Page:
By Tim Coates, Managing Director of CTNEXT
Great business ideas are popping up across the country thanks to the ingenuity of smart and determined entrepreneurs. Cities like Austin and Boulder are fostering communities that help burgeoning companies access resources and a skilled workforce. So, how does an entrepreneur in Storrs, Connecticut, compete with entrepreneurs in these more mature and dense locations? By accessing an emerging community of entrepreneurs, mentors, investors, experts, and public officials who have come together to develop a vibrant and supportive ecosystem in Connecticut, called CTNEXT.
Connecticut is made up of large cities and small communities. We’ve got a lot of colonial villages too. Entrepreneurs in startups and stage two companies across the state are learning that growth can happen when you access the power of the community. It does, in fact, take a village. And what’s unique about the work that the CTNEXT network is doing is that it’s not just in New Haven or in Hartford, but in Danbury and Naugatuck, Storrs and Groton.
The partners involved with CTNEXT are committed to opening up statewide and local networks so entrepreneurs can access the knowledge, resources and opportunities they need to succeed. They do this by supporting and mobilizing a network of economic development organizations, large corporations, serial entrepreneurs, mentors, service providers, community leaders and many others who work together to assist Connecticut’s most promising early-stage companies.
Take, for example, the Launch X pitch events, where ‘X’ represents a local community mobilizing their own entrepreneurs. LaunchManchester held an event recently billed as ‘a pitch contest that’s a fusion of competition and learning experience, designed to get would-be entrepreneurs thinking about their ideas, and to simulate the process and competitiveness entrepreneurs go through when they pitch their businesses.’ During the event, entrepreneurs pitched their ideas to a supportive group of mentors, got feedback, and then pitched the idea again. These events are so well received that they are being replicated throughout the state. The original pitch event, LaunchHaven (in New Haven), is now being replicated not only in Manchester but soon to be in Bridgeport and other locations in the state.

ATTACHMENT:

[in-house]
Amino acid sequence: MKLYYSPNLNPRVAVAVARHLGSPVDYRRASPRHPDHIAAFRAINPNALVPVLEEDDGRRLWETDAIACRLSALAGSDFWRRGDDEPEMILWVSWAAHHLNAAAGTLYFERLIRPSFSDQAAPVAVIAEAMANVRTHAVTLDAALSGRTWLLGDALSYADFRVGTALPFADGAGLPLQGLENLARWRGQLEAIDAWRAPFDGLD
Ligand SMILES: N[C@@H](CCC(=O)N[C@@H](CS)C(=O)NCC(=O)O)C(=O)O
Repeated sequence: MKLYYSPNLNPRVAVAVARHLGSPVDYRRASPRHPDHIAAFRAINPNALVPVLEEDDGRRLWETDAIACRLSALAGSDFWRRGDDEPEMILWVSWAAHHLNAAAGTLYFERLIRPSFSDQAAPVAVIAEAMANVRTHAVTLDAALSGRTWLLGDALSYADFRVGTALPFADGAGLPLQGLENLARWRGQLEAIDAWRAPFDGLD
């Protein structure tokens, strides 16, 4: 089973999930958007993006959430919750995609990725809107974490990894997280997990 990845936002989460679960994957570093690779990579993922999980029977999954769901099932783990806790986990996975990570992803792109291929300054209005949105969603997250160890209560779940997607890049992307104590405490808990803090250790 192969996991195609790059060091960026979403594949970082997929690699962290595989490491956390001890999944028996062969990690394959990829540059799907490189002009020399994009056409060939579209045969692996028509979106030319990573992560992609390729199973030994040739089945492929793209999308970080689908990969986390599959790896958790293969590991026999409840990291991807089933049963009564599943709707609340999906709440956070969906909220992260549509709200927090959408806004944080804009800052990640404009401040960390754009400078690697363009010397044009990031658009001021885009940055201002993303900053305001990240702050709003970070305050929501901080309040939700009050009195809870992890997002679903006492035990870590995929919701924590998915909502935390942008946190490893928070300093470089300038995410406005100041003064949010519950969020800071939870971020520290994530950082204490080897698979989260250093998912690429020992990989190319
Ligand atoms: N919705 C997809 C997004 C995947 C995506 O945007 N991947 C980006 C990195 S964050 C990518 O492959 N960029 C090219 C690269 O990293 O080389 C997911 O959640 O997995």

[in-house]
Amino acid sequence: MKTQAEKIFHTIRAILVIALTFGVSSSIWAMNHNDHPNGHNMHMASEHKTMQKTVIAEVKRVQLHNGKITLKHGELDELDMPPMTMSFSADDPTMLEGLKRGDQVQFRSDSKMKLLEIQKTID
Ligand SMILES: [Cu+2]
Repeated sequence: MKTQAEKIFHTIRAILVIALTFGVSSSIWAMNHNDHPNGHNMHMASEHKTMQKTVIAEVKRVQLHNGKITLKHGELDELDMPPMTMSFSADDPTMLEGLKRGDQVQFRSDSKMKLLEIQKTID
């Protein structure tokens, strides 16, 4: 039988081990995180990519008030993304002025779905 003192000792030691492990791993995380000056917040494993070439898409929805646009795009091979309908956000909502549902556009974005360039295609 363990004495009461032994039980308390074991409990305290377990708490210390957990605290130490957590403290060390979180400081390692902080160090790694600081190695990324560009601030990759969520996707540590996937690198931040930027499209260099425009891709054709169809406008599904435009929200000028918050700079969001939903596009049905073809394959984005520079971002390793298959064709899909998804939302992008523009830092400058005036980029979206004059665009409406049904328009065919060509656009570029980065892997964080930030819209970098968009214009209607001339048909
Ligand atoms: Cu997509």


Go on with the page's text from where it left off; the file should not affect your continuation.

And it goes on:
Encouraging Students to Get Involved
The student population is also plugging into the community. For example, University of Connecticut student Mark Smith was the recent winner of the 2013 Innovation Quest competition, which provides monetary prizes and support for student entrepreneurs. Mark worked with experts at UConn, a CTNEXT Partner organization, and mentors from the community on his proposal for a high-tech startup company called Macropod Imaging Solutions, which won accolades as well as an additional $10,000 innovation voucher from CTNEXT.
Providing Necessary Resources
Perhaps the most innovative new resource available for the entrepreneurial community in Connecticut are Growth Company Advisors, experienced entrepreneurs and executives who identify and support high potential early-stage companies. This group doesn’t just hand you a contact name and send you on your way. They take the time to help startups and stage two companies find necessary resources and work though the web of obstacles that often stymies company growth.
Janis Collins, a Growth Advisor in the CTNEXT network, recently helped a business looking to access new markets. The company, Lightning Buy, had a great product but was having difficulty navigating the state’s Small Business Express Program application process. The company had received other offers of funding but the terms offered by the state were far superior. CEO Carissa Ganelli then met Janis who put her in touch with the right people at the Department of Economic and Community Development to help shepherd their application through the process. Janis’s passion and tenacity enabled Lightning Buy to secure state support and funding.
Every city and state has businesses that manage to get off the ground and succeed without the help of others. But as in the most successful entrepreneurial communities, we’re seeing in Connecticut that companies grow faster when a community organizes itself to provide their companies timely access to the necessary resources.
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Before joining the Connecticut Technology Council to lead the development of a new system of entrepreneurship support in the state, Tim Coates co-founded of 21inc, an “action tank” building a community of entrepreneurial leaders among Atlantic Canada’s most promising young people under age 35.
Editor’s Note: Connections is a Q&A series with business and government leaders involved with building entrepreneurial communities in areas not traditionally considered to be startup hubs.